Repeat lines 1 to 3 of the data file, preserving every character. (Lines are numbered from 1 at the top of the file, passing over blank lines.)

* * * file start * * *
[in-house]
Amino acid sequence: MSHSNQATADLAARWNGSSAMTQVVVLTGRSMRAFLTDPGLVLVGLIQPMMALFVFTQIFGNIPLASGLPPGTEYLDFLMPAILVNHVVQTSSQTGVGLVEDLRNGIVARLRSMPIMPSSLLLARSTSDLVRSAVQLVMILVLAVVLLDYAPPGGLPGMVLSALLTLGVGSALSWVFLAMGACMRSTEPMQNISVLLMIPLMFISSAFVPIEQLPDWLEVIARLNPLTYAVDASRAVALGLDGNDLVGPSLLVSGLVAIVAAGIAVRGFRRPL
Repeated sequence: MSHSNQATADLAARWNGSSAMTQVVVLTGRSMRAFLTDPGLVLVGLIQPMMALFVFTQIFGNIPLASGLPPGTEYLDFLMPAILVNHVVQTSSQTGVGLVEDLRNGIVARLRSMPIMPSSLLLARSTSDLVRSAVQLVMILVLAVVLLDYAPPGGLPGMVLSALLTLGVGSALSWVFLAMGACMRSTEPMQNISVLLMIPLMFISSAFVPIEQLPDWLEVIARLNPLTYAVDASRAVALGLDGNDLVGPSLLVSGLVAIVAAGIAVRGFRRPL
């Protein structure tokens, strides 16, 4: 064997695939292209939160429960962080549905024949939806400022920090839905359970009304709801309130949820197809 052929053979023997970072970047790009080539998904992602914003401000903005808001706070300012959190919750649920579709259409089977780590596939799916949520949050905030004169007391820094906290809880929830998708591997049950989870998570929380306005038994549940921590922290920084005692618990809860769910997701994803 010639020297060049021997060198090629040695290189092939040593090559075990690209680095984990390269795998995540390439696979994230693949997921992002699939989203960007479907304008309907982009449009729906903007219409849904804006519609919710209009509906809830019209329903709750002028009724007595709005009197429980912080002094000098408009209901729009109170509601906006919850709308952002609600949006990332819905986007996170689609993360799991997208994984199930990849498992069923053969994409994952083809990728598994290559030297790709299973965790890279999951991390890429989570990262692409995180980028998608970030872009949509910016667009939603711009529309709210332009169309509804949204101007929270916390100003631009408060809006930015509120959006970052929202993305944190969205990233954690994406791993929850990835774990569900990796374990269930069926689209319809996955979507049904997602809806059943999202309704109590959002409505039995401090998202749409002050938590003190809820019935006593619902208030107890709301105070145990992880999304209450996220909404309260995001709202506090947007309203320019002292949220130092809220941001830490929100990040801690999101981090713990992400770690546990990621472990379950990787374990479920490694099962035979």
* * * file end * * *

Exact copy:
[in-house]
Amino acid sequence: MSHSNQATADLAARWNGSSAMTQVVVLTGRSMRAFLTDPGLVLVGLIQPMMALFVFTQIFGNIPLASGLPPGTEYLDFLMPAILVNHVVQTSSQTGVGLVEDLRNGIVARLRSMPIMPSSLLLARSTSDLVRSAVQLVMILVLAVVLLDYAPPGGLPGMVLSALLTLGVGSALSWVFLAMGACMRSTEPMQNISVLLMIPLMFISSAFVPIEQLPDWLEVIARLNPLTYAVDASRAVALGLDGNDLVGPSLLVSGLVAIVAAGIAVRGFRRPL
Repeated sequence: MSHSNQATADLAARWNGSSAMTQVVVLTGRSMRAFLTDPGLVLVGLIQPMMALFVFTQIFGNIPLASGLPPGTEYLDFLMPAILVNHVVQTSSQTGVGLVEDLRNGIVARLRSMPIMPSSLLLARSTSDLVRSAVQLVMILVLAVVLLDYAPPGGLPGMVLSALLTLGVGSALSWVFLAMGACMRSTEPMQNISVLLMIPLMFISSAFVPIEQLPDWLEVIARLNPLTYAVDASRAVALGLDGNDLVGPSLLVSGLVAIVAAGIAVRGFRRPL